Jennifer’s Story: A Life of Beauty and Loss in Facing Cystic Fibrosis

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by Stephen Shannon |

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My little sister, Jennifer, was a beautiful woman who, like myself, fought Cystic Fibrosis throughout her life and on Saturday, February 7, she passed away at twenty-three after her body rejected the set of lungs she had received by transplantation the previous October in Denver, Colorado.

Cystic Fibrosis, like other genetic diseases, inhabits a unique place in nature for the evil it creates. In the novel The Brothers Karamazov, Dostoevsky speaks to man’s singular capacity for “creative” evil; however, in his writing, Dostoevsky neglects the insidious evil of nature, which enabled Cystic Fibrosis to slowly deteriorate my sister’s lungs through years of struggling for her health.

During my life, I have tasted the suffering brought by Cystic Fibrosis, but this weekend I experienced its devastation. The day before Jennifer’s death I rushed to the airport after I received a call that she would likely not make it more than a day. My tears began to course as I entered her room and saw her strain every muscle in her chest with each breath she took, almost shaking the bed with her effort. Her fight to breathe in those final hours unmasked, for all of us to see, the fight that had been hidden in her lungs every day of her life.

That night, before her death, I spent my final moments alone with her, and as I sat on her bed and held her hand I wanted her to know that her death was not her fault. I didn’t want her to die thinking that she didn’t do enough and that maybe she could have prevented that fatal outcome. The reality is that she was sick because of a genetic mutation that was arbitrarily given to her and she died because the lungs she was given were not compatible with her body.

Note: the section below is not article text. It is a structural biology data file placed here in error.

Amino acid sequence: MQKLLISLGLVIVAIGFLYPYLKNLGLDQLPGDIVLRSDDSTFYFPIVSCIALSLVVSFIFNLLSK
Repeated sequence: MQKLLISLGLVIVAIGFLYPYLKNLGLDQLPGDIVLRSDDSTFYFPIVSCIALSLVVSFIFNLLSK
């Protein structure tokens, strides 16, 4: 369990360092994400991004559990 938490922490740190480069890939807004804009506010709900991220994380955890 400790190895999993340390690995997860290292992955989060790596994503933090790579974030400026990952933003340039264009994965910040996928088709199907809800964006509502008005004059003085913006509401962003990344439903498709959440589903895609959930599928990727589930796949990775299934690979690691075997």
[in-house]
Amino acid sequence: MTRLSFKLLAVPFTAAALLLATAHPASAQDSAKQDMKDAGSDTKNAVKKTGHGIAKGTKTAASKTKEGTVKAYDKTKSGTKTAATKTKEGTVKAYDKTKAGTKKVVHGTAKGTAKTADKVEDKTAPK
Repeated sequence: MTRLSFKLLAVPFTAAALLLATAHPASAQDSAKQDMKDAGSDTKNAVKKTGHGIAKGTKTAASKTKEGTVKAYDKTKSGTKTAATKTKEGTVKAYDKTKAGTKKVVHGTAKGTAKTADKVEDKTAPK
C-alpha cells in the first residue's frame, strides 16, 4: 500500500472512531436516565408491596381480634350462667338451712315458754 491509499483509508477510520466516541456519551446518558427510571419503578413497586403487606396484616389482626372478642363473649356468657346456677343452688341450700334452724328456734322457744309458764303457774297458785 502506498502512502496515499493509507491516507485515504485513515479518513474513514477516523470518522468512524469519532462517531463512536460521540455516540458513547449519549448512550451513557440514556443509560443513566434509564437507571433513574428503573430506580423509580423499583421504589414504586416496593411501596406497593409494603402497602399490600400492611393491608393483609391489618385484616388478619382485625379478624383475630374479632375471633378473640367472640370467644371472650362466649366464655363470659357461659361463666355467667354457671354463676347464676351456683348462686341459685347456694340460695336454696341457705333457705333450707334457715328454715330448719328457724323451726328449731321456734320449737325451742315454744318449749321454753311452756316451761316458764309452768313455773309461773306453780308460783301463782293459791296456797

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When you live with CF, it is easy to develop a “guilt complex” that your sickness is your own doing because you didn’t do enough to stop it. A person diagnosed with CF is assigned to a life of unending treatments, nebulizers, and medications that take hours every day, and compliance to these treatments is essential to health. However, sickness and long stays in the hospital are almost inevitable, and it can lead to the thought that “if I would have done more treatments, or exercised more often then I wouldn’t be sick,” but the fact is that Jennifer and each person with CF is sick because they have a disease that was randomly given to them and was out of their control.

It is this arbitrary nature in which Jennifer was given Cystic Fibrosis and died that I have the most difficult time reconciling. She should be alive. She should still be with my family, laughing in our dining room, and playing piano as I come home. The simplicity of her life was beautiful and pure, but it was too short and now I am without my partner in our fight of over twenty-three years.




However, before she left, Jennifer gave me an indelible lesson by her immeasurable grace and composure as she awaited her death. As she laid in her hospital bed those last few days my family and I were the only ones crying. For the first time in months Jennifer let go of her stress and fear and lay confidently waiting, and even as she struggled for each breath she maintained a transcendent peace welcoming her death. As I carry on without her I retain her calm to emulate as I face my own fate living with Cystic Fibrosis and the uncertainty that my future holds.

In my first article, I wrote about my experience finding the Latin words, “dum spiro spero,” which translate to, while I breathe I hope. I believe that hope is not possible without suffering and it is in my suffering that I hope life can be different than it is today. However, as novel CF therapies are being developed that may provide this possibility, I struggle to understand why this could not be the same for Jennifer and the countless others who have died before her from this disease.

It is in their memory and honor that we must carry on the fight against CF. The new therapies that are being developed are the beginning, but the healing they provide is incomplete, and nearly 50% of CF patients are left without the possibility to take these drugs. We must push forward until the healing for everyone with CF is complete; and so I will carry on this fight with tears in my eyes and pain in my heart from the loss of my beloved sister, yet always holding onto the words, while I breathe I hope.


 Jennifer Shannon

August 13, 1991 to February 7, 2015